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Currently i can print out the type size and range of a;; primitive java data types except bollean using the following method.

public class sizJ {

    public static void display(Class<?> type, int size, Number min, Number max) {
            System.out.printf("%-6s %-2s %-20s %s\n", type, size, min, max);

    public static void main(String[] args) {
            System.out.printf("%s %-2s %-20s %s\n","type","size","min","max");
            display(Byte.TYPE, Byte.SIZE, Byte.MIN_VALUE, Byte.MAX_VALUE);
            display(Character.TYPE, Character.SIZE, (int) Character.MIN_VALUE, (int) Character.MAX_VALUE);
            display(Integer.TYPE, Integer.SIZE, Integer.MIN_VALUE, Integer.MAX_VALUE);
            display(Float.TYPE, Float.SIZE, Float.MIN_VALUE, Float.MAX_VALUE);
            display(Double.TYPE, Double.SIZE, Double.MIN_VALUE, Double.MAX_VALUE);
            display(Long.TYPE, Long.SIZE, Long.MIN_VALUE, Long.MAX_VALUE);
            display(Double.TYPE, Double.SIZE, Double.MIN_VALUE, Double.MAX_VALUE);

            display(SignedDouble.TYPE, Double.SIZE, Double.MIN_VALUE, Double.MAX_VALUE);


Code copied from a forum.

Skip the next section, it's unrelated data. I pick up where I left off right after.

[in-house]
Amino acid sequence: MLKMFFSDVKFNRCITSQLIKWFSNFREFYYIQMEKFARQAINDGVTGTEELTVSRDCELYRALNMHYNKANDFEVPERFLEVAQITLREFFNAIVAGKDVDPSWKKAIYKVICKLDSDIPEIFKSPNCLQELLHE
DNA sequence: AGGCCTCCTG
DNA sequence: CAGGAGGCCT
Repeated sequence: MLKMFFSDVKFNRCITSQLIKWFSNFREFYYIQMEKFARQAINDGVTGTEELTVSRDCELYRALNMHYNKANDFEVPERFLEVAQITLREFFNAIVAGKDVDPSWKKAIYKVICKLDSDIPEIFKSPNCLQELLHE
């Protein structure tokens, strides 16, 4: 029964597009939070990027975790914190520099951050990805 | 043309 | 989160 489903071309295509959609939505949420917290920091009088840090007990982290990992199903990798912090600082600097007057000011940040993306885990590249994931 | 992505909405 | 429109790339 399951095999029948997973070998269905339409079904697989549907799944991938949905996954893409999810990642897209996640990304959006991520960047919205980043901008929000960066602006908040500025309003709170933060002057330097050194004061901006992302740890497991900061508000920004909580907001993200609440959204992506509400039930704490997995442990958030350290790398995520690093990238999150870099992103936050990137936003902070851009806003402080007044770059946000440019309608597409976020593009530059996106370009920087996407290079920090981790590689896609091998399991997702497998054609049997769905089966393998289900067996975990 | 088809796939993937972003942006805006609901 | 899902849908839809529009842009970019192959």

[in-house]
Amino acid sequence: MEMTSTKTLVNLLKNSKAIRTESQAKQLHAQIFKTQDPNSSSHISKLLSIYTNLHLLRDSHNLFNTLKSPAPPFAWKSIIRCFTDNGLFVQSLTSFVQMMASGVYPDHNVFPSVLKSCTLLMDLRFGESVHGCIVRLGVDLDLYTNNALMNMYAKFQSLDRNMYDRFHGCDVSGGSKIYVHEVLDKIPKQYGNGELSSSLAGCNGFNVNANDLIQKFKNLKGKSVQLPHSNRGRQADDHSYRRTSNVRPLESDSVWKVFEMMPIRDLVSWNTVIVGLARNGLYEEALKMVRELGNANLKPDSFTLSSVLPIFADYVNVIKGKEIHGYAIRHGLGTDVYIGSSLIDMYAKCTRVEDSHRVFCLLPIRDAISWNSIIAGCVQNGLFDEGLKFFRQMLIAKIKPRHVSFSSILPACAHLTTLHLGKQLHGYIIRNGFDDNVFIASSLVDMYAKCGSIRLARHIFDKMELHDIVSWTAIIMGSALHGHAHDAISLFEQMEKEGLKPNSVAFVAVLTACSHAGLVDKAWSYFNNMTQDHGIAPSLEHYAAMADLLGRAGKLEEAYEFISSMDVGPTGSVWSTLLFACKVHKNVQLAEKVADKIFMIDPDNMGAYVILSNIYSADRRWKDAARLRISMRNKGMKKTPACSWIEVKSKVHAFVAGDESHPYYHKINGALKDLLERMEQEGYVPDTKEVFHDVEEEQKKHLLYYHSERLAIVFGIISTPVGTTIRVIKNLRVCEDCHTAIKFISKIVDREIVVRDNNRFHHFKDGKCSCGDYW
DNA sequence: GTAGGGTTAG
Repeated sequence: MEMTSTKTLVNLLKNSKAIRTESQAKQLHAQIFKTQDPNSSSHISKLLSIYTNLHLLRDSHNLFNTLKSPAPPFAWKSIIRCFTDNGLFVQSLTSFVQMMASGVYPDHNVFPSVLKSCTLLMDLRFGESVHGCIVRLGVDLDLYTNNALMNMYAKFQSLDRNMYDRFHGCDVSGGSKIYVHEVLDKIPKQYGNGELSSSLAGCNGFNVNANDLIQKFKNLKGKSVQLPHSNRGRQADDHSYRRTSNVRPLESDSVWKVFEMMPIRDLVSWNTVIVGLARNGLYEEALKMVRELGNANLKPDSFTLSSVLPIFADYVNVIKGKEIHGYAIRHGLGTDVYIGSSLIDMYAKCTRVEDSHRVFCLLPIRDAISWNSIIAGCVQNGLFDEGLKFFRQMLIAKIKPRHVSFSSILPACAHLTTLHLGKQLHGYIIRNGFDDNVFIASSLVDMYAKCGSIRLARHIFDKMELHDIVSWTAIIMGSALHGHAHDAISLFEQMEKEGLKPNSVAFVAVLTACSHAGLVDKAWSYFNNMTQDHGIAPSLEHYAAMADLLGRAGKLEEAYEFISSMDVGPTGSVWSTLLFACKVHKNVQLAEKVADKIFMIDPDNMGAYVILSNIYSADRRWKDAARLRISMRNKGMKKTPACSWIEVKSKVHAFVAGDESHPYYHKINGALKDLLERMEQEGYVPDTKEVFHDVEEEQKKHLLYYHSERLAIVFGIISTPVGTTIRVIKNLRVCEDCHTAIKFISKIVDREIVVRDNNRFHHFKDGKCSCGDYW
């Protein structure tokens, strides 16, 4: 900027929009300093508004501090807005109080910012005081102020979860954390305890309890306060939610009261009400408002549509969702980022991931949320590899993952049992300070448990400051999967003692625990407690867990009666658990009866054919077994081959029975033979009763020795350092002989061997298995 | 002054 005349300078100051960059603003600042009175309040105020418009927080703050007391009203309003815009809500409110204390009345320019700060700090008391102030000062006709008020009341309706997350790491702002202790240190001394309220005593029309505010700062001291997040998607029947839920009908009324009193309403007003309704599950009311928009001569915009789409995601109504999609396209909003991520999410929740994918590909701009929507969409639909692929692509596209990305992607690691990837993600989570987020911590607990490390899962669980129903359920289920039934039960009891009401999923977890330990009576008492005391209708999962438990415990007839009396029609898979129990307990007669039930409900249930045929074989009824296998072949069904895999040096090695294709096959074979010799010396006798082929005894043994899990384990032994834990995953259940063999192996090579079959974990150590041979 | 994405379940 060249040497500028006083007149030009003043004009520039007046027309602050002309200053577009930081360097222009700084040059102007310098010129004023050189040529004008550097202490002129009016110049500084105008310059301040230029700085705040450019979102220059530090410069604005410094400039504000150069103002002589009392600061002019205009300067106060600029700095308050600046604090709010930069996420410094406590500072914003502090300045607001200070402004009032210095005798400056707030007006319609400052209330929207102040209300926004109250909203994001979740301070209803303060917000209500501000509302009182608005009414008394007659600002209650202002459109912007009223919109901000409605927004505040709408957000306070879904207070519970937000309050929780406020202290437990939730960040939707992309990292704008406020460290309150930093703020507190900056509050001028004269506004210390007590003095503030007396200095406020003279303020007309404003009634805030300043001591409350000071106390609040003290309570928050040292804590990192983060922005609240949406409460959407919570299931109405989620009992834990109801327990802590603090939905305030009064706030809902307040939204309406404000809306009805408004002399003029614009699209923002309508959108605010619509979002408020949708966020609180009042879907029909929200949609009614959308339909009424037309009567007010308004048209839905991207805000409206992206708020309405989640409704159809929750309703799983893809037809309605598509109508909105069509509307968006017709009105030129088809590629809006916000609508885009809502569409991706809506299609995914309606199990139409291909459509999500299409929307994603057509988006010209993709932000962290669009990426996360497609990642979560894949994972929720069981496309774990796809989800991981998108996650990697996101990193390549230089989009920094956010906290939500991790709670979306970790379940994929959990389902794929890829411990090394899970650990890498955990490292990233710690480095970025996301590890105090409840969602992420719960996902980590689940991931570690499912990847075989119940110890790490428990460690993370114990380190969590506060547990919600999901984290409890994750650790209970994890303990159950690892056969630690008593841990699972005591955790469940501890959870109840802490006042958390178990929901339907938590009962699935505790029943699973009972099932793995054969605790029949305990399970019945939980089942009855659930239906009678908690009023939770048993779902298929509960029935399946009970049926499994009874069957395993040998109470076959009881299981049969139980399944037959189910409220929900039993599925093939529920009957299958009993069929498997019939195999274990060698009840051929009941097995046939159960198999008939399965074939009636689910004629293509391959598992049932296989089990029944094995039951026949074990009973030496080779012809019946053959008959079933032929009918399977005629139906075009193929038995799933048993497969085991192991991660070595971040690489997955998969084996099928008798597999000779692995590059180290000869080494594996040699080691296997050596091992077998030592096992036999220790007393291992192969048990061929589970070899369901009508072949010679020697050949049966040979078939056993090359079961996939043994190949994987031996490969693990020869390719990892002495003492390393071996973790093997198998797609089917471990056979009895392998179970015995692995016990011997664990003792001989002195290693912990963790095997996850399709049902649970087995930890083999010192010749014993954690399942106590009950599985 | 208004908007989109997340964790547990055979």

The question is how can i print the same for, say signed long or signed char or unsigned int ?

Kindly help.

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I'd say just print out a random value (as unsigned types is something that Java doesn't know about anyway). By the way, I spotted a SignedDouble.TYPE in your code: is that some enum of yours ? :-) –  Costi Ciudatu Jul 7 '11 at 16:47

1 Answer 1

Lots of things to clarify here...:

  1. Java does not have unsigned primitives like C - a significant issue, by the way, for those who need to do a lot of bit-twiddling, e.g. to implement a hash function. There is no unsigned keyword, no unsigned types and, of course, no corresposing type size.

  2. Java only has eight primitive types: boolean, byte, char, double, float, int, long, short

  3. Java also has eight corresponding classes, primarily used for autoboxing, but also to provide information on the primitive types, as seen in your sample code.

  4. Modifiers (e.g. public, final, static) only affect the visibility and access semantics of a primitive - not its basic properties, such as its size or range.

  5. The term "data type" also refers to object types. Java has no equivalent for the C sizeof operator, since you do not need it to allocate memory as in C. If you do need to know the memory footprint of an object have a look here.

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